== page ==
Good news, ladies. A new study has confirmed what you've probably thought all along: some men can be pretty creepy.
For a study titled "On the nature of creepiness," Knox College researchers surveyed 1,341 individuals (1,029 women and 312 men) between the ages of 18 and 77 (the mean age was 28.97) using a Google Doc that asked participants whether certain occupations and different characteristics and behaviors -- like not looking people in the eye and licking your lips frequently -- were creepy. Researchers defined creepiness as "anxiety aroused by the ambiguity of whether there is something to fear or not." The results? More than 95 percent of participants "perceived men as being more likely to be creepy than women." The study notes that this interpretation was "equally likely to be held" by both men and women. Women were also more likely than men to link sexual assault with creepiness.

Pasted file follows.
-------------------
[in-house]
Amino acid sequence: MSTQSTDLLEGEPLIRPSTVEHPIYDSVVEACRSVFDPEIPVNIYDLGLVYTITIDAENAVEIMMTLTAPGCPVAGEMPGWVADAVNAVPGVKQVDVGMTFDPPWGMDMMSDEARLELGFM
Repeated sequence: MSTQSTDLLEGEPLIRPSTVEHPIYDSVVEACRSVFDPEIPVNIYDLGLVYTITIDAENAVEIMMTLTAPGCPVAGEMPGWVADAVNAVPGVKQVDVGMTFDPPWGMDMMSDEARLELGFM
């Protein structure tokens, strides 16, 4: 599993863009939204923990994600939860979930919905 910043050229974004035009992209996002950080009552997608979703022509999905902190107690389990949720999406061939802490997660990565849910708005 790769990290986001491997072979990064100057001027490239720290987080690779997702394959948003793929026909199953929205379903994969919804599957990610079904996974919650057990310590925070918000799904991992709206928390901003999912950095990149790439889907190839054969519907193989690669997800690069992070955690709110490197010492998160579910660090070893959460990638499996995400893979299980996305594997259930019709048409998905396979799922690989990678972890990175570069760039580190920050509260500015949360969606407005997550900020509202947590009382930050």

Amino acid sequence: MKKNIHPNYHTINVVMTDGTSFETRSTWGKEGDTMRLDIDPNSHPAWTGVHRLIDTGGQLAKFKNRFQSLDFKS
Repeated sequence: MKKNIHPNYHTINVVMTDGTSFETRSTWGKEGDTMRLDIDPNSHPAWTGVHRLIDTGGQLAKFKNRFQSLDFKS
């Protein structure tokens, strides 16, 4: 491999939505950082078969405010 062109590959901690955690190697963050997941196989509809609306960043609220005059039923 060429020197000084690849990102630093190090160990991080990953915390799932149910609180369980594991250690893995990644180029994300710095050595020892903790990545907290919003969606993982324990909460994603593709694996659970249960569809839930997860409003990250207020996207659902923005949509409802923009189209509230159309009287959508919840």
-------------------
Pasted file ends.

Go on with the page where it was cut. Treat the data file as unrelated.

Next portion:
Lead researcher Frank McAndrew told The Huffington Post he was "a little surprised" that such an overwhelming amount of people thought men were more likely to be perceived as creepy, but broke down why it's actually not all that shocking.
I think it makes good sense that men would be perceived as creepy more frequently. If getting "creeped out" is about being on high alert to determine if there is something to be afraid of or not, men ought to set off the alarm more than women would. Men are more potentially dangerous to men and women alike; it could also explain why women (more than men) are likely to perceive some sort of sexual threat from a creepy individual.
The study, which McAndrew emphasized is an "exploratory survey" and not the "definitive last word," also found that clowns were the creepiest occupation, followed by taxidermists, sex shop owners and funeral directors. The majority of participants (59.4 percent) said creepy people didn't even know they were creepy as well.